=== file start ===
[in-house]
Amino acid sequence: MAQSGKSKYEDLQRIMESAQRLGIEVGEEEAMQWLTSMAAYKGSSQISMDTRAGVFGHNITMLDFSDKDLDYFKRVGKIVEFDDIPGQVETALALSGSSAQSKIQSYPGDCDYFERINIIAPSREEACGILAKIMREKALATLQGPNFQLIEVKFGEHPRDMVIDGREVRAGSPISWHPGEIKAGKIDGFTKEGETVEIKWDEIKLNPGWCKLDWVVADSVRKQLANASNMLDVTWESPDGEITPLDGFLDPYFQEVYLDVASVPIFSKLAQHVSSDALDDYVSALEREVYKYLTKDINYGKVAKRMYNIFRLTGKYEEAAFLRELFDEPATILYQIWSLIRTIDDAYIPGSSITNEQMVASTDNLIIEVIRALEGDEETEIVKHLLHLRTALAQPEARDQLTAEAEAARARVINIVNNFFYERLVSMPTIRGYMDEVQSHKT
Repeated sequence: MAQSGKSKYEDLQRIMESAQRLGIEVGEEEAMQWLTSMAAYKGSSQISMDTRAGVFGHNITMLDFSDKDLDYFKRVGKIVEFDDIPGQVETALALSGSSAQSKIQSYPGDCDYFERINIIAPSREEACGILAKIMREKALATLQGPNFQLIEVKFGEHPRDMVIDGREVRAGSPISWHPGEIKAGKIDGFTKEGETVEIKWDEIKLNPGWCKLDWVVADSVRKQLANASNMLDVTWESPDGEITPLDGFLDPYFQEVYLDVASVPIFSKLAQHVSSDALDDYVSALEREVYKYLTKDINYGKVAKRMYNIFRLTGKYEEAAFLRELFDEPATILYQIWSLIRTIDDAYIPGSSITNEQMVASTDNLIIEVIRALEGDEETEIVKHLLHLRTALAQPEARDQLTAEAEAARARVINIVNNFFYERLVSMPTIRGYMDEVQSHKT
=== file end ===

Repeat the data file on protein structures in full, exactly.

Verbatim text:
[in-house]
Amino acid sequence: MAQSGKSKYEDLQRIMESAQRLGIEVGEEEAMQWLTSMAAYKGSSQISMDTRAGVFGHNITMLDFSDKDLDYFKRVGKIVEFDDIPGQVETALALSGSSAQSKIQSYPGDCDYFERINIIAPSREEACGILAKIMREKALATLQGPNFQLIEVKFGEHPRDMVIDGREVRAGSPISWHPGEIKAGKIDGFTKEGETVEIKWDEIKLNPGWCKLDWVVADSVRKQLANASNMLDVTWESPDGEITPLDGFLDPYFQEVYLDVASVPIFSKLAQHVSSDALDDYVSALEREVYKYLTKDINYGKVAKRMYNIFRLTGKYEEAAFLRELFDEPATILYQIWSLIRTIDDAYIPGSSITNEQMVASTDNLIIEVIRALEGDEETEIVKHLLHLRTALAQPEARDQLTAEAEAARARVINIVNNFFYERLVSMPTIRGYMDEVQSHKT
Repeated sequence: MAQSGKSKYEDLQRIMESAQRLGIEVGEEEAMQWLTSMAAYKGSSQISMDTRAGVFGHNITMLDFSDKDLDYFKRVGKIVEFDDIPGQVETALALSGSSAQSKIQSYPGDCDYFERINIIAPSREEACGILAKIMREKALATLQGPNFQLIEVKFGEHPRDMVIDGREVRAGSPISWHPGEIKAGKIDGFTKEGETVEIKWDEIKLNPGWCKLDWVVADSVRKQLANASNMLDVTWESPDGEITPLDGFLDPYFQEVYLDVASVPIFSKLAQHVSSDALDDYVSALEREVYKYLTKDINYGKVAKRMYNIFRLTGKYEEAAFLRELFDEPATILYQIWSLIRTIDDAYIPGSSITNEQMVASTDNLIIEVIRALEGDEETEIVKHLLHLRTALAQPEARDQLTAEAEAARARVINIVNNFFYERLVSMPTIRGYMDEVQSHKT